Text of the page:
Crohn's Disease Life Expectancy: Will Your Life Be Shorter?
Life Expectancy With Crohn’s Disease
After I was diagnosed with Crohn's disease, the first thing I wanted to know from my doctor was whether or not this disease was going to kill me. My second question was what kind of life I would be able to live.
Crohn's disease is a condition that causes inflammation of the intestines; it can affect the entire gastrointestinal tract, which starts at the mouth and ends at the anus. The small bowel and the colon are the areas of the body most often affected.
Symptoms may include diarrhea, cramping, abdominal pain, fever, vomiting, blood in the stool, constipation, skin problems, and fatigue. All of these symptoms may be present, but you probably wouldn't have them all at one time.
Until patients are reassured by the statistics, the questions regarding life expectancy are a concern. Fortunately, most don't need to worry about having a shortened life expectancy, although there are do's and don'ts (see below).
Q: Will Crohn's Disease Kill Me?
A: Probably not. Although Crohn's will certainly affect the quality of your life, it probably won't shorten it.
Crohn's Disease: How Long Will I Live?
In the last 50 years, there have been important advances in the diagnosis and treatment of Crohn's. The danger of life-threatening complications, such as with toxic megacolon, is less than 1%.
The risk of death from a severe attack of Crohn's was as high as 30 to 60% in the 1950s, but the risk today has diminished to below 3%.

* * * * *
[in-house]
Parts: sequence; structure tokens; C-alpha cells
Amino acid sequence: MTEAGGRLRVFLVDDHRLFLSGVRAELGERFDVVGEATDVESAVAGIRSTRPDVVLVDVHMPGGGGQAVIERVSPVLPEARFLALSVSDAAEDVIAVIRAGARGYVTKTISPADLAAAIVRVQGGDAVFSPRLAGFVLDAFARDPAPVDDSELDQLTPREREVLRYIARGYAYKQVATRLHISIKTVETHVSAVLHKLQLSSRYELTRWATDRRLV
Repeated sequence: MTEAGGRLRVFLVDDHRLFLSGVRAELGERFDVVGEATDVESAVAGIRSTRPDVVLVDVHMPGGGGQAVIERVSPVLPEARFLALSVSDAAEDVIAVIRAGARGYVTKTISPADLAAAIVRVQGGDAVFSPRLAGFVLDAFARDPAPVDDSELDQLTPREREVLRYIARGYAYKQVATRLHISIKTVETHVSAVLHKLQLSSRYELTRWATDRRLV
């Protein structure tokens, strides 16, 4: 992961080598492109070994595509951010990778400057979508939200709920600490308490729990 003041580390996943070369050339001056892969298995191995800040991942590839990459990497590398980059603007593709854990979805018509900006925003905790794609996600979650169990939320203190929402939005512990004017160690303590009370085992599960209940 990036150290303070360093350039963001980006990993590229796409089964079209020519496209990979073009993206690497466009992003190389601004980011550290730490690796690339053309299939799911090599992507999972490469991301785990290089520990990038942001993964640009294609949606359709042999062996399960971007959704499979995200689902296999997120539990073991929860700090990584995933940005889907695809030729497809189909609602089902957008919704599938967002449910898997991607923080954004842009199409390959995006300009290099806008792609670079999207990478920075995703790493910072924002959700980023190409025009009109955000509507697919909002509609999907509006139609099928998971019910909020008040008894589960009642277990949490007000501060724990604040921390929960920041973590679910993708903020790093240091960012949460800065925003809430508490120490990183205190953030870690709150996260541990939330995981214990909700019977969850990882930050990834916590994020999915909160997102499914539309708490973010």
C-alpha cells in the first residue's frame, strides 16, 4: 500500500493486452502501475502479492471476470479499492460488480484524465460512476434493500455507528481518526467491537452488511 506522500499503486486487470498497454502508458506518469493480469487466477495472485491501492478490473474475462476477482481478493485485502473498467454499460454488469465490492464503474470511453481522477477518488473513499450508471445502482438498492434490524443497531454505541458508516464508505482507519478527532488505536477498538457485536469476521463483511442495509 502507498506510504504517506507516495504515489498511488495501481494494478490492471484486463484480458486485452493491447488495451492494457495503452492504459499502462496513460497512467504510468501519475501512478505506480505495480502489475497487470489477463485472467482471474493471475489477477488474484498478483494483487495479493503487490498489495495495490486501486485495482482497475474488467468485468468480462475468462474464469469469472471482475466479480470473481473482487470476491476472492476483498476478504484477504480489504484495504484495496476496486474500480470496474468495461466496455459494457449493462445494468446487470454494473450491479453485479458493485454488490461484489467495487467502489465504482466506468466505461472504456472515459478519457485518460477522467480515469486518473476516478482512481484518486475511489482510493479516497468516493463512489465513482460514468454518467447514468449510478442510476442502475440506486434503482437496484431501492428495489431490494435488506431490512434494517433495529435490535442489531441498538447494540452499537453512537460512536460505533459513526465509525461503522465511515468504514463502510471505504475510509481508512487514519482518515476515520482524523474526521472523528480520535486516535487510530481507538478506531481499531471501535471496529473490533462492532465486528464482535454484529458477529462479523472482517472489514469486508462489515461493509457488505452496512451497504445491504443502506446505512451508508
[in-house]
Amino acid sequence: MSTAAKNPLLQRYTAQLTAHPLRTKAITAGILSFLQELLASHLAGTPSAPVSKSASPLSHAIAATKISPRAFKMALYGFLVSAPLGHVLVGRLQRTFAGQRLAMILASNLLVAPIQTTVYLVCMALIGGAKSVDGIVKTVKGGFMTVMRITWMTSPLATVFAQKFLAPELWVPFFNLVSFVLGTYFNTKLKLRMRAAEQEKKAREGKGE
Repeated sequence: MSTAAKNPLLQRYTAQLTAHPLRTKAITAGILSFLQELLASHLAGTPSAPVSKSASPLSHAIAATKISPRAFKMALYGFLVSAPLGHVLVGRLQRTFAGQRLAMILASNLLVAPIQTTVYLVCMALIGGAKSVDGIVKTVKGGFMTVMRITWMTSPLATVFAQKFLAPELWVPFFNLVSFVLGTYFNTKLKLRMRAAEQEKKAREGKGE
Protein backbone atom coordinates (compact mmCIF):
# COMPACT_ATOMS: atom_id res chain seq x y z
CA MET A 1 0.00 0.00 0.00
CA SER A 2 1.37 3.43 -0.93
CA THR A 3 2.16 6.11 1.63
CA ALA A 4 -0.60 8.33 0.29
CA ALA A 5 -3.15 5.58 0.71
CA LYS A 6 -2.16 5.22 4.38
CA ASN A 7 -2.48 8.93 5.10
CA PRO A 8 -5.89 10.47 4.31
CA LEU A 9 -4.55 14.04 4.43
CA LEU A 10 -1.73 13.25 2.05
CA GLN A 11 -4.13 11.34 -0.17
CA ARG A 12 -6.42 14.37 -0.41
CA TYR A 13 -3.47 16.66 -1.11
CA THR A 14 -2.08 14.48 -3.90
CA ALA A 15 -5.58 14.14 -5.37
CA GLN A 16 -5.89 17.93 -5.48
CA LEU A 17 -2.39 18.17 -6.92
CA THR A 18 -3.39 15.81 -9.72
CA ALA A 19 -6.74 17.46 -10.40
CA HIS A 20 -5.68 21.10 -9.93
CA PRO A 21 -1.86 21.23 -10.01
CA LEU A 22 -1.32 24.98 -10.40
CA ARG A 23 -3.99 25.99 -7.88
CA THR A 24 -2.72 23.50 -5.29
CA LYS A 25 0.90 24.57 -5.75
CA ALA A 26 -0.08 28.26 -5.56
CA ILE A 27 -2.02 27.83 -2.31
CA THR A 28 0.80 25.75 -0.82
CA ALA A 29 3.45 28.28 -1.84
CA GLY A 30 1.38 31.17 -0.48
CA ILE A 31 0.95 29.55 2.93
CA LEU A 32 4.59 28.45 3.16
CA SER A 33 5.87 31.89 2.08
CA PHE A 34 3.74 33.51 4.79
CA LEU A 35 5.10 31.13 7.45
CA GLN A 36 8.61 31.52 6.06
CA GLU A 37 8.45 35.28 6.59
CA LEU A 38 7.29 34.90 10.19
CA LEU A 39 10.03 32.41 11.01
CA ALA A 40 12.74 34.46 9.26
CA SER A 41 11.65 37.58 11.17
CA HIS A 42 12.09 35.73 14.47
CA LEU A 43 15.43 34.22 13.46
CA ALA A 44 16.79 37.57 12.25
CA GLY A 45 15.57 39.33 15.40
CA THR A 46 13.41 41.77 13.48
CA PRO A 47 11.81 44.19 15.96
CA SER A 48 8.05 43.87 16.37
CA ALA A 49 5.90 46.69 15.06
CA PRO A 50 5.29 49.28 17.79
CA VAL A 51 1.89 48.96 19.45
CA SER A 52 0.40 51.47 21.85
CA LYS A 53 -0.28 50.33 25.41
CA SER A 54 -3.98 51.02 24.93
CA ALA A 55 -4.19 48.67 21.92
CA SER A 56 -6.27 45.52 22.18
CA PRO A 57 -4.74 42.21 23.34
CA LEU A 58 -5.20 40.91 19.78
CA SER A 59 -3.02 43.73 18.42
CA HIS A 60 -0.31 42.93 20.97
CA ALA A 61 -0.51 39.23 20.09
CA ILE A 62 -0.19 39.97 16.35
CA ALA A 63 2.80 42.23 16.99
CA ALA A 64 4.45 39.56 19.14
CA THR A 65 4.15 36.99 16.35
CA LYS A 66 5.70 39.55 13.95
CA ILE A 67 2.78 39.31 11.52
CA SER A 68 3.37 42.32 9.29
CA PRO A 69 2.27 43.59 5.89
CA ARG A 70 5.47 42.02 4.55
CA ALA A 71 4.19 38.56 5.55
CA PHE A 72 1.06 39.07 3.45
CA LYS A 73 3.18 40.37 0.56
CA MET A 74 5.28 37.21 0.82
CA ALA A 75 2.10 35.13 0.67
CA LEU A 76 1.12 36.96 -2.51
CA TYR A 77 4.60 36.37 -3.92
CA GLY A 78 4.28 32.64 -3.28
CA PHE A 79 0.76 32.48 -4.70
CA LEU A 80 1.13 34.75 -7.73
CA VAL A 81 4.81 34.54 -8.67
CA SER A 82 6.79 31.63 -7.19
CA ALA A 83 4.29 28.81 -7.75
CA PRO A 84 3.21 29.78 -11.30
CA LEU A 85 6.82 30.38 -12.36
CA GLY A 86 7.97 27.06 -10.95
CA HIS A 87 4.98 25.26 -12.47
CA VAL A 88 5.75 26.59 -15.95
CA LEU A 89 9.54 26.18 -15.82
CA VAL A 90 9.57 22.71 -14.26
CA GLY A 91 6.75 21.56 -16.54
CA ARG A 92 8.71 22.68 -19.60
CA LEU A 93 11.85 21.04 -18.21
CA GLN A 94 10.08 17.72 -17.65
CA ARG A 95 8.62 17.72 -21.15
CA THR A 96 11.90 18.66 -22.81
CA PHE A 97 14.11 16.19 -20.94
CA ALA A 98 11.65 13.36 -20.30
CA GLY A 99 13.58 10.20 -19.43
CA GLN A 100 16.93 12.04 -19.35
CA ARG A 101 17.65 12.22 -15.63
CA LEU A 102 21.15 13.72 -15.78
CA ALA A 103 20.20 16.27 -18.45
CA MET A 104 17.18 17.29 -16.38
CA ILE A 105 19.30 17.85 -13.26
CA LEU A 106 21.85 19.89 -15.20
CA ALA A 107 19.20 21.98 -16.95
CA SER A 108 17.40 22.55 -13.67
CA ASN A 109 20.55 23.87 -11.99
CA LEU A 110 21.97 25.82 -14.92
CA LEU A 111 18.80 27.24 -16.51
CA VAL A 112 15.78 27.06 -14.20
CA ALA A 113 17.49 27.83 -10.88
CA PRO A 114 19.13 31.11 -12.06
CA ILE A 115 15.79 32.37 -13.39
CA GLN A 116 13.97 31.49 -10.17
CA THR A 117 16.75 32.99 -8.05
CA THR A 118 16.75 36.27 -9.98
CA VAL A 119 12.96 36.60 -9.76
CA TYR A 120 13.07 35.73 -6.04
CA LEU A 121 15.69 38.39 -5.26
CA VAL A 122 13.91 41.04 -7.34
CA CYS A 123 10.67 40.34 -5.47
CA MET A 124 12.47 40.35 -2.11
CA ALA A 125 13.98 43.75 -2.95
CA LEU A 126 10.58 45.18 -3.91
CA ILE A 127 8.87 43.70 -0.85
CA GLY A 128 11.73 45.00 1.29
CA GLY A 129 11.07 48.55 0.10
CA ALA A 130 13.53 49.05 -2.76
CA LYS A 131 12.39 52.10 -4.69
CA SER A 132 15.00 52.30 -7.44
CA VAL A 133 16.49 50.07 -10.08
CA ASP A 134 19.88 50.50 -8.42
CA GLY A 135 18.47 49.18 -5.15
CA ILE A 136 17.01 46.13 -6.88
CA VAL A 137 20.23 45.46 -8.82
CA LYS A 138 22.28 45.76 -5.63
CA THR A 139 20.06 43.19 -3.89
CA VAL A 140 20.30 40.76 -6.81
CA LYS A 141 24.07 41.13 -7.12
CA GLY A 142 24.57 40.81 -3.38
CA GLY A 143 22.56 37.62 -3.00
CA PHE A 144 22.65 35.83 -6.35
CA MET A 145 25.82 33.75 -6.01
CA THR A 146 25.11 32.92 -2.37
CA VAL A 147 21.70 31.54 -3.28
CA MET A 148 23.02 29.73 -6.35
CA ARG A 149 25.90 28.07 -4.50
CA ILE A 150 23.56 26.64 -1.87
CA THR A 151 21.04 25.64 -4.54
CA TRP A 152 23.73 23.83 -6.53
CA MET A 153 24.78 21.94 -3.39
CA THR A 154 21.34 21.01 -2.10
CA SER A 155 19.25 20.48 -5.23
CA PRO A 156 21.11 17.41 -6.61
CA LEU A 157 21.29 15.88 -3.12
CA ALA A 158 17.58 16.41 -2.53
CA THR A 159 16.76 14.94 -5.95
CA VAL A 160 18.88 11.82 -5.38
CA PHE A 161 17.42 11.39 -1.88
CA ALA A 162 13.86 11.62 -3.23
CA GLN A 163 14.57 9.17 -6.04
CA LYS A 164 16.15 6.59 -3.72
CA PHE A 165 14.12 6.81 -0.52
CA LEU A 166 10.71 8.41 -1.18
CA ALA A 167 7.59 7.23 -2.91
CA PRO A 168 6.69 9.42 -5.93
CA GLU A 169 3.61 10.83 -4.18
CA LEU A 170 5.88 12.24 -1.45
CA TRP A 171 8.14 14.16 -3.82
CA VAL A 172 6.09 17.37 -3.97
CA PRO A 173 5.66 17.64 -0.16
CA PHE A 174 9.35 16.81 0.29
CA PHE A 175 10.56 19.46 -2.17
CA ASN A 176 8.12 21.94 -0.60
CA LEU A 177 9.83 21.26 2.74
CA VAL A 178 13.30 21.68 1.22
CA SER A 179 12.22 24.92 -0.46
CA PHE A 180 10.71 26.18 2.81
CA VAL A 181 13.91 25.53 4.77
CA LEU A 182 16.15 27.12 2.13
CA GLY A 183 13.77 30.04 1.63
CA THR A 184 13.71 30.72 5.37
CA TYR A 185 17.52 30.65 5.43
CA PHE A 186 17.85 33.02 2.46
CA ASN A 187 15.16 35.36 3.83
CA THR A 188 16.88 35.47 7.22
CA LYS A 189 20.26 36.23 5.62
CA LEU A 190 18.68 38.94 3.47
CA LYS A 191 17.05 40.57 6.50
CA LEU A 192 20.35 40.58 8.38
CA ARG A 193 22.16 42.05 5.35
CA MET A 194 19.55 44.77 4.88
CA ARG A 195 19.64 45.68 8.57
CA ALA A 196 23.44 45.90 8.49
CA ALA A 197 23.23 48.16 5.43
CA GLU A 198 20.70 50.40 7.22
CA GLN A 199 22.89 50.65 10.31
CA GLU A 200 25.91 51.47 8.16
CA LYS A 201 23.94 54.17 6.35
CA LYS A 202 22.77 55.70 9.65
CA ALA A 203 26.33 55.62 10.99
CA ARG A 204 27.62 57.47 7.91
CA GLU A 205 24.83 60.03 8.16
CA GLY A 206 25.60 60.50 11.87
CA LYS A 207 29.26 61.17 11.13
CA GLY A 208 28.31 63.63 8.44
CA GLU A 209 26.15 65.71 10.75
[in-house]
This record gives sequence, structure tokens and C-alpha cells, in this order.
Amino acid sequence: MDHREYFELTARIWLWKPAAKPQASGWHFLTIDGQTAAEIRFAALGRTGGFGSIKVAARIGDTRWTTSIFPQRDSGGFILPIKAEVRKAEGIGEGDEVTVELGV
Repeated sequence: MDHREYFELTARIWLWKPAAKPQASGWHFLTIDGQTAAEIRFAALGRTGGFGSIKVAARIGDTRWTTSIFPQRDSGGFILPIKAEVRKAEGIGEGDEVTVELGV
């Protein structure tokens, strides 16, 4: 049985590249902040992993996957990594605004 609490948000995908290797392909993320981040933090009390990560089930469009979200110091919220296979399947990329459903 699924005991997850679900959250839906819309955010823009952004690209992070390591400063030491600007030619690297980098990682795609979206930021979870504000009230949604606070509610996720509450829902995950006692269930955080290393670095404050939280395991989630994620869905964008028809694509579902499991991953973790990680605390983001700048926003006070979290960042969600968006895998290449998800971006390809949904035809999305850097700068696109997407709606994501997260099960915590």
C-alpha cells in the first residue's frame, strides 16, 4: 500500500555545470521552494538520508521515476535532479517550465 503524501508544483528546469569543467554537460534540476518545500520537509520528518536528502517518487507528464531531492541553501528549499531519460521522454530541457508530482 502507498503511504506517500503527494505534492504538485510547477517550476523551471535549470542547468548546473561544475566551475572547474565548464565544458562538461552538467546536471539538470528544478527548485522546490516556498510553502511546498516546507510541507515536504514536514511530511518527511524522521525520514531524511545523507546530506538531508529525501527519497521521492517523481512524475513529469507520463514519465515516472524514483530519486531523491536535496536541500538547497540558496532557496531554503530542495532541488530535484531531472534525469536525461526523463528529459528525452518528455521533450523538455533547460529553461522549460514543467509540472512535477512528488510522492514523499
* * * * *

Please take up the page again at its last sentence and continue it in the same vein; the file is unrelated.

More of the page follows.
With the use of natural treatments, many people have also been able to get symptoms under control naturally. Using such things as diet, exercise, and stress-controlling techniques can give you full control over your health.
You and I needn't worry that we won't enjoy a normal lifespan because it is extremely likely that we will. Although dealing with the disease can be frightening, and your life will be changed by it, if you do what you can to manage and monitor your symptoms, you won't have to worry about being here for a shorter amount of time. You have every reason to expect to live a long life.
There are, however, exceptions and complications. Below, you'll find tips for managing the disease and a list of the rarer side effects and complications of Crohn's which could affect the length of life.
How to Prolong Life With Crohn's
- Exercise regularly.
- Stop smoking.
- Drink plenty of water.
- Eat a balanced, healthy, a high-calorie diet that's low in fat. Avoid red meat and pork. Steer away from dairy of you're lactose-intolerant. It's preferable to eat many small meals than a few large ones. Some benefit from a low fiber diet.
- Keep track of which foods trigger a flare-up and which don't. Avoid the foods that trigger symptoms.
- Eliminate caffeine.
- Avoid alcohol (especially if you're taking antibiotics).
- Take all your medications as prescribed. Don't take less or skip doses.
- If you take an over-the-counter pain reliever, choose Tylenol, not aspirin, ibuprofen (Motrin), or naproxen sodium (Aleve) which can increase inflammation.
- Pay careful attention to symptoms and side effects. Talk to your doctor regularly.
Complications With Crohn's
- The side effects of medications. There is an extensive list of medications used to treat the disease, and the list of side effects is even longer. It's important that you pay close attention to your symptoms and talk to your doctor.
- The reduced efficacy of medications over time. Your theraputic needs may change over time, so it's important to remain vigilant.
- There's increased risk of bowel or colon cancer with Crohn's. Ask your doctor if you are up-to-date in all your tests.
- The likelihood of surgery: About 70% with the disease eventually require surgery.